Many children with ADHD—approximately 20 to 30 percent—also have a specific learning disability (LD).10 In preschool years, these disabilities include difficulty in understanding certain sounds or words and/or difficulty in expressing oneself in words. In school age children, reading or spelling disabilities, writing disorders, and arithmetic disorders may appear. A type of reading disorder, dyslexia, is quite widespread. Reading disabilities affect up to 8 percent of elementary school children.
A very small proportion of people with ADHD have a neurological disorder called Tourette syndrome. People with Tourette syndrome have various nervous tics and repetitive mannerisms, such as eye blinks, facial twitches, or grimacing. Others may clear their throats frequently, snort, sniff, or bark out words. These behaviors can be controlled with medication. While very few children have this syndrome, many of the cases of Tourette syndrome have associated ADHD. In such cases, both disorders often require treatment that may include medications.
Oppositional Defiant Disorder.
As many as one-third to one-half of all children with ADHD—mostly boys—have another condition, known as oppositional defiant disorder (ODD). These children are often defiant, stubborn, non-compliant, have outbursts of temper, or become belligerent. They argue with adults and refuse to obey.
About 20 to 40 percent of ADHD children may eventually develop conduct disorder (CD), a more serious pattern of antisocial behavior. These children frequently lie or steal, fight with or bully others, and are at a real risk of getting into trouble at school or with the police. They violate the basic rights of other people, are aggressive toward people and/or animals, destroy property, break into people's homes, commit thefts, carry or use weapons, or engage in vandalism. These children or teens are at greater risk for substance use experimentation, and later dependence and abuse. They need immediate help.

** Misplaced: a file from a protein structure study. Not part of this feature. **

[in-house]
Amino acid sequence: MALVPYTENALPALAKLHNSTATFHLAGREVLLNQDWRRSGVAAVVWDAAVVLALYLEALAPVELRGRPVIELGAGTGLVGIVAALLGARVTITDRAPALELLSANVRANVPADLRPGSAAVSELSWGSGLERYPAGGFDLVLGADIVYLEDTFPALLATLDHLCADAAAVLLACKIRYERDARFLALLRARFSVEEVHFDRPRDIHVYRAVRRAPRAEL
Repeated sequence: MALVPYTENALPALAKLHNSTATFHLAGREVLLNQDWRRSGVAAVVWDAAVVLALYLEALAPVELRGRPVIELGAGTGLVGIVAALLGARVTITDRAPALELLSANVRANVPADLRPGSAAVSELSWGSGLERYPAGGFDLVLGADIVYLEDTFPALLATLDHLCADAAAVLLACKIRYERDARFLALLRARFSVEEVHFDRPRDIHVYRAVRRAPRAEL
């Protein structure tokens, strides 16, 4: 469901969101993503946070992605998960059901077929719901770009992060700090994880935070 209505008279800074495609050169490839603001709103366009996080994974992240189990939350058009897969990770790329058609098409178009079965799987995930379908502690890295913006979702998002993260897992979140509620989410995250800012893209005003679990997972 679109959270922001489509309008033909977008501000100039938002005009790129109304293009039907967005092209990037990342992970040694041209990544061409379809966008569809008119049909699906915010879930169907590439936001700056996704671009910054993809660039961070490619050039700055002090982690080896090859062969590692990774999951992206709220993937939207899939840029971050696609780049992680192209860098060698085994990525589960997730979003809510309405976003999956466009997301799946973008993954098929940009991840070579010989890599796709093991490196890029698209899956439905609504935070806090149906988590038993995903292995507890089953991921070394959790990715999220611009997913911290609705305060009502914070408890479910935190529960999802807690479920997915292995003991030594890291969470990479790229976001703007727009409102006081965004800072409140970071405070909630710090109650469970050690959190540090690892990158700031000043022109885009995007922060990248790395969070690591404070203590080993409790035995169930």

Anxiety and Depression.
Some children with ADHD often have co-occurring anxiety or depression. If the anxiety or depression is recognized and treated, the child will be better able to handle the problems that accompany ADHD. Conversely, effective treatment of ADHD can have a positive impact on anxiety as the child is better able to master academic tasks.
There are no accurate statistics on how many children with ADHD also have bipolar disorder. Differentiating between ADHD and bipolar disorder in childhood can be difficult. In its classic form, bipolar disorder is characterized by mood cycling between periods of intense highs and lows. But in children, bipolar disorder often seems to be a rather chronic mood dysregulation with a mixture of elation, depression, and irritability. Furthermore, there are some symptoms that can be present both in ADHD and bipolar disorder, such as a high level of energy and a reduced need for sleep. Of the symptoms differentiating children with ADHD from those with bipolar disorder, elated mood and grandiosity of the bipolar child are distinguishing characteristics.
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Staff, H. (2008, December 8). Can Other Disorders Accompany ADHD?, HealthyPlace. Retrieved on 2023, June 8 from https://www.healthyplace.com/adhd/articles/other-disorders-that-accompany-adhd